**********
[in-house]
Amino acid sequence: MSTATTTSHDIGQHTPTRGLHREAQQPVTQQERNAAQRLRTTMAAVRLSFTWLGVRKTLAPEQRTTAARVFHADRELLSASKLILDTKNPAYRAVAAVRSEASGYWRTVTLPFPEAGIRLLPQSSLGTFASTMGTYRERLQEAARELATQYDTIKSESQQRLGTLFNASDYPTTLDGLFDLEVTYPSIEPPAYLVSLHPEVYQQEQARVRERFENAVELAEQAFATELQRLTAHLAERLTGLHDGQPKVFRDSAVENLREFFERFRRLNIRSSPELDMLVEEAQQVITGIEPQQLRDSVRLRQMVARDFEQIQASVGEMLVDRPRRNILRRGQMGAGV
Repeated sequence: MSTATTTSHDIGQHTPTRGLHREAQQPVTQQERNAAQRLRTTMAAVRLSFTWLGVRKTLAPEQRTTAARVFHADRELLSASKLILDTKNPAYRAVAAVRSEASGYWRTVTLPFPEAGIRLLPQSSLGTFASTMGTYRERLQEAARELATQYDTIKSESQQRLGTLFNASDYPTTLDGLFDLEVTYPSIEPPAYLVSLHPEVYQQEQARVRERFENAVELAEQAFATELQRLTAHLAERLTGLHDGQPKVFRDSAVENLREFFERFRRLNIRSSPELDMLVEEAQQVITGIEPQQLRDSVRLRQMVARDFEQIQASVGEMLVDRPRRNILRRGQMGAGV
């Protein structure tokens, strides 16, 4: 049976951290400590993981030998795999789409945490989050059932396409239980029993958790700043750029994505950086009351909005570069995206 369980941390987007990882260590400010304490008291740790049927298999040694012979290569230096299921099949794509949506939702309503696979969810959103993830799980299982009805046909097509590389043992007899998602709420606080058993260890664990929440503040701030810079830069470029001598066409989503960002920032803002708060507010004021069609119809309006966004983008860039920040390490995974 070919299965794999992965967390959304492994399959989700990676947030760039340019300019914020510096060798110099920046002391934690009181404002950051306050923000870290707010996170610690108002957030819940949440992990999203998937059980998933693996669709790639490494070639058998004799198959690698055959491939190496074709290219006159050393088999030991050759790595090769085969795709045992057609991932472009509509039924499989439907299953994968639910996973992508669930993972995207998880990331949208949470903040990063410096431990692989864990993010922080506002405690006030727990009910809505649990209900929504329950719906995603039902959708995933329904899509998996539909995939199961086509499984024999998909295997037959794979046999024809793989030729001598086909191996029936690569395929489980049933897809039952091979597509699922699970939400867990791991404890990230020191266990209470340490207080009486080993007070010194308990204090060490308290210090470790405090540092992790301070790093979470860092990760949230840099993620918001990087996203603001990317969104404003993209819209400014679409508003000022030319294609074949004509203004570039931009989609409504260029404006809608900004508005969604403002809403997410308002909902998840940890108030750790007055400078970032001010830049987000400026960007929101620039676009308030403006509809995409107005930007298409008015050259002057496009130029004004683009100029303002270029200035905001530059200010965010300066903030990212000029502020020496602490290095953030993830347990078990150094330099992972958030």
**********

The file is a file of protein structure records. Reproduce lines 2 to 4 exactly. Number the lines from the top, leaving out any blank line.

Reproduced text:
Amino acid sequence: MSTATTTSHDIGQHTPTRGLHREAQQPVTQQERNAAQRLRTTMAAVRLSFTWLGVRKTLAPEQRTTAARVFHADRELLSASKLILDTKNPAYRAVAAVRSEASGYWRTVTLPFPEAGIRLLPQSSLGTFASTMGTYRERLQEAARELATQYDTIKSESQQRLGTLFNASDYPTTLDGLFDLEVTYPSIEPPAYLVSLHPEVYQQEQARVRERFENAVELAEQAFATELQRLTAHLAERLTGLHDGQPKVFRDSAVENLREFFERFRRLNIRSSPELDMLVEEAQQVITGIEPQQLRDSVRLRQMVARDFEQIQASVGEMLVDRPRRNILRRGQMGAGV
Repeated sequence: MSTATTTSHDIGQHTPTRGLHREAQQPVTQQERNAAQRLRTTMAAVRLSFTWLGVRKTLAPEQRTTAARVFHADRELLSASKLILDTKNPAYRAVAAVRSEASGYWRTVTLPFPEAGIRLLPQSSLGTFASTMGTYRERLQEAARELATQYDTIKSESQQRLGTLFNASDYPTTLDGLFDLEVTYPSIEPPAYLVSLHPEVYQQEQARVRERFENAVELAEQAFATELQRLTAHLAERLTGLHDGQPKVFRDSAVENLREFFERFRRLNIRSSPELDMLVEEAQQVITGIEPQQLRDSVRLRQMVARDFEQIQASVGEMLVDRPRRNILRRGQMGAGV
């Protein structure tokens, strides 16, 4: 049976951290400590993981030998795999789409945490989050059932396409239980029993958790700043750029994505950086009351909005570069995206 369980941390987007990882260590400010304490008291740790049927298999040694012979290569230096299921099949794509949506939702309503696979969810959103993830799980299982009805046909097509590389043992007899998602709420606080058993260890664990929440503040701030810079830069470029001598066409989503960002920032803002708060507010004021069609119809309006966004983008860039920040390490995974 070919299965794999992965967390959304492994399959989700990676947030760039340019300019914020510096060798110099920046002391934690009181404002950051306050923000870290707010996170610690108002957030819940949440992990999203998937059980998933693996669709790639490494070639058998004799198959690698055959491939190496074709290219006159050393088999030991050759790595090769085969795709045992057609991932472009509509039924499989439907299953994968639910996973992508669930993972995207998880990331949208949470903040990063410096431990692989864990993010922080506002405690006030727990009910809505649990209900929504329950719906995603039902959708995933329904899509998996539909995939199961086509499984024999998909295997037959794979046999024809793989030729001598086909191996029936690569395929489980049933897809039952091979597509699922699970939400867990791991404890990230020191266990209470340490207080009486080993007070010194308990204090060490308290210090470790405090540092992790301070790093979470860092990760949230840099993620918001990087996203603001990317969104404003993209819209400014679409508003000022030319294609074949004509203004570039931009989609409504260029404006809608900004508005969604403002809403997410308002909902998840940890108030750790007055400078970032001010830049987000400026960007929101620039676009308030403006509809995409107005930007298409008015050259002057496009130029004004683009100029303002270029200035905001530059200010965010300066903030990212000029502020020496602490290095953030993830347990078990150094330099992972958030």